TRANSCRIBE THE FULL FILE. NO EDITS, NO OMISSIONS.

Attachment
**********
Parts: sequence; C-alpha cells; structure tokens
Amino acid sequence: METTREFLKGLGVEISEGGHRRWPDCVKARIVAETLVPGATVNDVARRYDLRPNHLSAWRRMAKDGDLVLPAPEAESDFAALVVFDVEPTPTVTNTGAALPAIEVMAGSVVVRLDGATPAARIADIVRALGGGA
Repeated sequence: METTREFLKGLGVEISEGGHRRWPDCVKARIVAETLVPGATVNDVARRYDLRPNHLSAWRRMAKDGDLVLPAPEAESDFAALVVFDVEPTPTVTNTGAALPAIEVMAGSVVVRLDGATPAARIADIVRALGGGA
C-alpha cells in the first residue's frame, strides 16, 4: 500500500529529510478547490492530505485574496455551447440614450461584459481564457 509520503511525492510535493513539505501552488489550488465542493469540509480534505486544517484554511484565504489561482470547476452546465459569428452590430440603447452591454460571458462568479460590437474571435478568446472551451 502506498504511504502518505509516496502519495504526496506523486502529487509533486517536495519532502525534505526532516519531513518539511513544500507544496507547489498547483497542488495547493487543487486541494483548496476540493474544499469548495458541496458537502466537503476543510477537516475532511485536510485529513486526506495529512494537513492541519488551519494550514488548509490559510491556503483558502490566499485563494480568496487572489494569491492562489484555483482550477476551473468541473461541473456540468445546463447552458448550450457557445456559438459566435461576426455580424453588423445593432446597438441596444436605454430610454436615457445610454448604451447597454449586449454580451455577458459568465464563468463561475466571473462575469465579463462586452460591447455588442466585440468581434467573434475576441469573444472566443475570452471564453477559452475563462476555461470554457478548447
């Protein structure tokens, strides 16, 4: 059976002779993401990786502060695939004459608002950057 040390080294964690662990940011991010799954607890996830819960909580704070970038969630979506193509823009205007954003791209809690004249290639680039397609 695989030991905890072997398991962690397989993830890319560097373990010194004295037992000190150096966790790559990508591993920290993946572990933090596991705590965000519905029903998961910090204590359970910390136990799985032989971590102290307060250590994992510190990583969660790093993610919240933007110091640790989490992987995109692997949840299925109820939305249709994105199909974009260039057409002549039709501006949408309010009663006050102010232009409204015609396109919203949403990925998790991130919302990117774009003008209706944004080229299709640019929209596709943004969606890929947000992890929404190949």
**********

Parts: sequence; C-alpha cells; structure tokens
Amino acid sequence: METTREFLKGLGVEISEGGHRRWPDCVKARIVAETLVPGATVNDVARRYDLRPNHLSAWRRMAKDGDLVLPAPEAESDFAALVVFDVEPTPTVTNTGAALPAIEVMAGSVVVRLDGATPAARIADIVRALGGGA
Repeated sequence: METTREFLKGLGVEISEGGHRRWPDCVKARIVAETLVPGATVNDVARRYDLRPNHLSAWRRMAKDGDLVLPAPEAESDFAALVVFDVEPTPTVTNTGAALPAIEVMAGSVVVRLDGATPAARIADIVRALGGGA
C-alpha cells in the first residue's frame, strides 16, 4: 500500500529529510478547490492530505485574496455551447440614450461584459481564457 509520503511525492510535493513539505501552488489550488465542493469540509480534505486544517484554511484565504489561482470547476452546465459569428452590430440603447452591454460571458462568479460590437474571435478568446472551451 502506498504511504502518505509516496502519495504526496506523486502529487509533486517536495519532502525534505526532516519531513518539511513544500507544496507547489498547483497542488495547493487543487486541494483548496476540493474544499469548495458541496458537502466537503476543510477537516475532511485536510485529513486526506495529512494537513492541519488551519494550514488548509490559510491556503483558502490566499485563494480568496487572489494569491492562489484555483482550477476551473468541473461541473456540468445546463447552458448550450457557445456559438459566435461576426455580424453588423445593432446597438441596444436605454430610454436615457445610454448604451447597454449586449454580451455577458459568465464563468463561475466571473462575469465579463462586452460591447455588442466585440468581434467573434475576441469573444472566443475570452471564453477559452475563462476555461470554457478548447
């Protein structure tokens, strides 16, 4: 059976002779993401990786502060695939004459608002950057 040390080294964690662990940011991010799954607890996830819960909580704070970038969630979506193509823009205007954003791209809690004249290639680039397609 695989030991905890072997398991962690397989993830890319560097373990010194004295037992000190150096966790790559990508591993920290993946572990933090596991705590965000519905029903998961910090204590359970910390136990799985032989971590102290307060250590994992510190990583969660790093993610919240933007110091640790989490992987995109692997949840299925109820939305249709994105199909974009260039057409002549039709501006949408309010009663006050102010232009409204015609396109919203949403990925998790991130919302990117774009003008209706944004080229299709640019929209596709943004969606890929947000992890929404190949």